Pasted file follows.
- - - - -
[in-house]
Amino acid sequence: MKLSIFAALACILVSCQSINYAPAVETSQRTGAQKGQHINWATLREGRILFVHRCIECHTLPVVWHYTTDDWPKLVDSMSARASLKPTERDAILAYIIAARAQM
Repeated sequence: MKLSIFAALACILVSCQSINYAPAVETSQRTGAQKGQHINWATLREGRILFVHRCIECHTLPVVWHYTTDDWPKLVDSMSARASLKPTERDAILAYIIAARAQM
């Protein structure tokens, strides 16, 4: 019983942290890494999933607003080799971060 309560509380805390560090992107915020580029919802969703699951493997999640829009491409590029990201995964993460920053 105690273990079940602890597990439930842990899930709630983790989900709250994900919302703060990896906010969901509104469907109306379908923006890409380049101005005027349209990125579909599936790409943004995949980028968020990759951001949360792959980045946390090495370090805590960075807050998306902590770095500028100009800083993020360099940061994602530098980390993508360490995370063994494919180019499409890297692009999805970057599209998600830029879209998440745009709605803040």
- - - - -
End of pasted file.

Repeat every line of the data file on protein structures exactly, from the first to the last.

[in-house]
Amino acid sequence: MKLSIFAALACILVSCQSINYAPAVETSQRTGAQKGQHINWATLREGRILFVHRCIECHTLPVVWHYTTDDWPKLVDSMSARASLKPTERDAILAYIIAARAQM
Repeated sequence: MKLSIFAALACILVSCQSINYAPAVETSQRTGAQKGQHINWATLREGRILFVHRCIECHTLPVVWHYTTDDWPKLVDSMSARASLKPTERDAILAYIIAARAQM
């Protein structure tokens, strides 16, 4: 019983942290890494999933607003080799971060 309560509380805390560090992107915020580029919802969703699951493997999640829009491409590029990201995964993460920053 105690273990079940602890597990439930842990899930709630983790989900709250994900919302703060990896906010969901509104469907109306379908923006890409380049101005005027349209990125579909599936790409943004995949980028968020990759951001949360792959980045946390090495370090805590960075807050998306902590770095500028100009800083993020360099940061994602530098980390993508360490995370063994494919180019499409890297692009999805970057599209998600830029879209998440745009709605803040």